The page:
Thousands of passengers bound for UK airports remain stranded on Monday following a "technical issue" that hit the country's air traffic control systems, which has since been "identified and remedied" but the disruption caused with hundreds of flight cancellations is expected to continue into the week.
The disruption comes on one of the busiest travel days of the year - with many people returning from holidays on the last Bank Holiday weekend of the summer.
The UK's National Air Traffic Services (NATS), which had "applied traffic flow restrictions to maintain safety" across UK airports, apologised for the disruption caused by issues in its flight planning system which was affecting its "ability to automatically process flight plans".
It said that engineers would be monitoring the system's performance as it returns to normal.
"We have identified and remedied the technical issue affecting our flight planning system this morning,” NATS said in a statement.
"We are now working closely with airlines and airports to manage the flights affected as efficiently as possible. Our engineers will be carefully monitoring the system’s performance as we return to normal operations,” it said.
It explained that the flight planning issue affected the system’s ability to automatically process flight plans, meaning that flight plans had to be processed manually which cannot be done at the same volume, hence the requirement for traffic flow restrictions.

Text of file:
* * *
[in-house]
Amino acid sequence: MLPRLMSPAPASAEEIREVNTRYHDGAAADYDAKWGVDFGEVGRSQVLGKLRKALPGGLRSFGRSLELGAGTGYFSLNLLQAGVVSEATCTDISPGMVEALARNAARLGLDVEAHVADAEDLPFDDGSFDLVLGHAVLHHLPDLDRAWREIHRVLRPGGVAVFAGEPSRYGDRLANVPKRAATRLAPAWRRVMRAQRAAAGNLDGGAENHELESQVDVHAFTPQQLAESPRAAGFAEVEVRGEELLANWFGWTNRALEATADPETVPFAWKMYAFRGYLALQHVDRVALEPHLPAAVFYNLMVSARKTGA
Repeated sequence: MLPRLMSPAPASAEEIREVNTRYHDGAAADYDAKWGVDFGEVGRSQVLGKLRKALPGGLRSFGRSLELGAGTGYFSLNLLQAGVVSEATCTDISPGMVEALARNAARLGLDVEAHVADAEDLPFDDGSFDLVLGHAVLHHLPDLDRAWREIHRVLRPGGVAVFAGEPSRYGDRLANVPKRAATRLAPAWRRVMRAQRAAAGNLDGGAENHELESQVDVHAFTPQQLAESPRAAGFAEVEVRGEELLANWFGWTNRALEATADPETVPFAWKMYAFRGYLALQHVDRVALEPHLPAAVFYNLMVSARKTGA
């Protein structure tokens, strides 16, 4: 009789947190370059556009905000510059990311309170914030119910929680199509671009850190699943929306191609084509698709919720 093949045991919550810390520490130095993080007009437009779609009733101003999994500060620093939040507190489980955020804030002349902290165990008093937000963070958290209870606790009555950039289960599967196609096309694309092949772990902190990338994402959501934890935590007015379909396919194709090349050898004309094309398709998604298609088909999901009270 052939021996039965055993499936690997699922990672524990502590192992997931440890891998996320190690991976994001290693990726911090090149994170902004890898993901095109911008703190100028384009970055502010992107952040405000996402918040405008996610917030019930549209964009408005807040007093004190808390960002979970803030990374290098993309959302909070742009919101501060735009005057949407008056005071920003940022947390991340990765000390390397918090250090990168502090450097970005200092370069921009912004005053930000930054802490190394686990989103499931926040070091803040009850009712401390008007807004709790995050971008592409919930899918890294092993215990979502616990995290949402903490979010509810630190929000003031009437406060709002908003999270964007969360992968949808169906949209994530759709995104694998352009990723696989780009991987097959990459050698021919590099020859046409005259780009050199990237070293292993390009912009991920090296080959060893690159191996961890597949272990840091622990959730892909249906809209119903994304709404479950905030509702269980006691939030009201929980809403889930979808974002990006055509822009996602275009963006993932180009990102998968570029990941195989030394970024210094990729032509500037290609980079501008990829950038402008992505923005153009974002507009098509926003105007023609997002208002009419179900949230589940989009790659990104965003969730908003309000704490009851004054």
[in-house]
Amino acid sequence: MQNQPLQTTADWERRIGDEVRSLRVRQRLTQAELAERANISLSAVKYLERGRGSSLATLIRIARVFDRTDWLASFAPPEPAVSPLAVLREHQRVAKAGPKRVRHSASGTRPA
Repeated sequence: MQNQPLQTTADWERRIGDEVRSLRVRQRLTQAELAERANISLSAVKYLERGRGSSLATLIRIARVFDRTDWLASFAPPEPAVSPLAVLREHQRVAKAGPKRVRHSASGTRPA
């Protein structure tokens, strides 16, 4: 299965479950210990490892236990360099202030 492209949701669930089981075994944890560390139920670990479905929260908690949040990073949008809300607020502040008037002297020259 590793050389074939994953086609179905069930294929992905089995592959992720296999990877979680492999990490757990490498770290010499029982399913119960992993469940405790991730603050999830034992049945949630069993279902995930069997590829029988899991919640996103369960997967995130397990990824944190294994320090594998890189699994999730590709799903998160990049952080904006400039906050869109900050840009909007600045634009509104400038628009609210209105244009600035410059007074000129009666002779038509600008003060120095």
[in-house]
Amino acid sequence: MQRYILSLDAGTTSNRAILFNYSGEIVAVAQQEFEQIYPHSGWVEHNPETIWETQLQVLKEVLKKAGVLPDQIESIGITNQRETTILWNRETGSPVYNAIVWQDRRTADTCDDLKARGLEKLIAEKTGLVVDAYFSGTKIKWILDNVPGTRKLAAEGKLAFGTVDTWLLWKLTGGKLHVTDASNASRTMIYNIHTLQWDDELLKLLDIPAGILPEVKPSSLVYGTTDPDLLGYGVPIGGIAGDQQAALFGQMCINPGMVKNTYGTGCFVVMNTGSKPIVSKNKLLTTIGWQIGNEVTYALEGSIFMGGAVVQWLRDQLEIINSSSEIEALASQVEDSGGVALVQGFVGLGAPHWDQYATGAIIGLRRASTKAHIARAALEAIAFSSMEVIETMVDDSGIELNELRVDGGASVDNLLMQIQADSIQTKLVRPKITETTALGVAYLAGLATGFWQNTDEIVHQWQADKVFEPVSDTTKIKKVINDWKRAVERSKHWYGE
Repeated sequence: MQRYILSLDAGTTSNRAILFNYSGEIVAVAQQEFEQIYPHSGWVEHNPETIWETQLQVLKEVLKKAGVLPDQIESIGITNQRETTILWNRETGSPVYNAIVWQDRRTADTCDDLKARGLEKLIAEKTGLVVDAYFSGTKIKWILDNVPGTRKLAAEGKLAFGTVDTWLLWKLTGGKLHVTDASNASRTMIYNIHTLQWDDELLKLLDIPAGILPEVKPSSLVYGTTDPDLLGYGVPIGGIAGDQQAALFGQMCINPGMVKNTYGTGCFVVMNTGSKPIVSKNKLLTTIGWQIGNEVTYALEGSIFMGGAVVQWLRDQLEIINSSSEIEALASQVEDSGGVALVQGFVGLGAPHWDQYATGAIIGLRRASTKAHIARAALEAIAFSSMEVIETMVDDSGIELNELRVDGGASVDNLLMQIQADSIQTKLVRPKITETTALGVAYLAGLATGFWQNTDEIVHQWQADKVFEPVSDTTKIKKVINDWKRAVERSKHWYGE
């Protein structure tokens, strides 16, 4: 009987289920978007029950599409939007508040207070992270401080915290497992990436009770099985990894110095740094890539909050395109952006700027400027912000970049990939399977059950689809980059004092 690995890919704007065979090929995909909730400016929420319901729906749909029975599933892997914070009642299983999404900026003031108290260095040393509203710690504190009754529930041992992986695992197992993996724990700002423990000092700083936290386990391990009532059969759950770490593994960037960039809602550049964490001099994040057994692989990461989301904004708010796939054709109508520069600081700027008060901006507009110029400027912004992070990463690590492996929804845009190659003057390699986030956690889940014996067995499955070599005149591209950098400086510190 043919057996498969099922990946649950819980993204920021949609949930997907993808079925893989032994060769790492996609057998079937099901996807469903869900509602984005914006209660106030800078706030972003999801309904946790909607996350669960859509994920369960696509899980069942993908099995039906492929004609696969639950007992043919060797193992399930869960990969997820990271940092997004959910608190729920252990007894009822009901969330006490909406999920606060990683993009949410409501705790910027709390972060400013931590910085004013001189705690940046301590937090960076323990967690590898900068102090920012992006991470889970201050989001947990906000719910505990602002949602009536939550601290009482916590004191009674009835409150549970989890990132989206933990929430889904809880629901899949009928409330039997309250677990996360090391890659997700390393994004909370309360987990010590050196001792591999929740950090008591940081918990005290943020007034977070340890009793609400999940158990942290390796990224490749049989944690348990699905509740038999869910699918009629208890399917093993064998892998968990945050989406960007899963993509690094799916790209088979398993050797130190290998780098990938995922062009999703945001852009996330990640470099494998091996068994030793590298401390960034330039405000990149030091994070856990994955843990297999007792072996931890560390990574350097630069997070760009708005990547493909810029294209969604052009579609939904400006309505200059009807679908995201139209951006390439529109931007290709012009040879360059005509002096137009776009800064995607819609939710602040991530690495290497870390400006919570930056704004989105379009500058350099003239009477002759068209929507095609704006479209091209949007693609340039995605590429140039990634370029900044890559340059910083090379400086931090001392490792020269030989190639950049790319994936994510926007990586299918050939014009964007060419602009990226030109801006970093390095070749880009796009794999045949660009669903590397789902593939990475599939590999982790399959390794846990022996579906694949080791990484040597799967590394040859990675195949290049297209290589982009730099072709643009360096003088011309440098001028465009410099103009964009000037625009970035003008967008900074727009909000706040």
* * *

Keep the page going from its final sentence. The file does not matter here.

"Our priority is always to ensure that every flight in the UK remains safe and we are sincerely sorry for the disruption this is causing. Please contact your airline for information on how this may affect your flight,” it added.
The NATS describes itself as the country's leading provider of air traffic control services, which handles 2.5 million flights and 250 million passengers in a "normal year".
Meanwhile, airlines and airports have continued to warn of "widespread disruption" while systems get back up and running as normal. Some travellers were forced to sit inside a plane for hours, while others have been stuck inside airports.
British Airways and several other airlines said it has made "significant changes" to its flight schedule due to the earlier air traffic control issue.
"The technical issue which limited UK air traffic earlier today has been fixed by NATS. However, schedules will remain significantly disrupted for the rest of the day. We ask passengers to only travel to the airport if their flight is confirmed as still operating,” Heathrow Airport said.
"Teams across Heathrow are working as hard as they can to minimise the knock on impacts and assist those whose journeys have been affected," it said.
An estimated 500 flights are believed to have been cancelled as a result of the glitch, which will continue to cause chaos at UK airports for days to come. Luton, Stansted, Gatwick and Manchester airports all reported problems.
Airlines including Ryanair, EasyJet, Wizz Air, Loganair and Aer Lingus had all warned passengers of delays or cancellations to flights and will now be working to try and cover the backlog.
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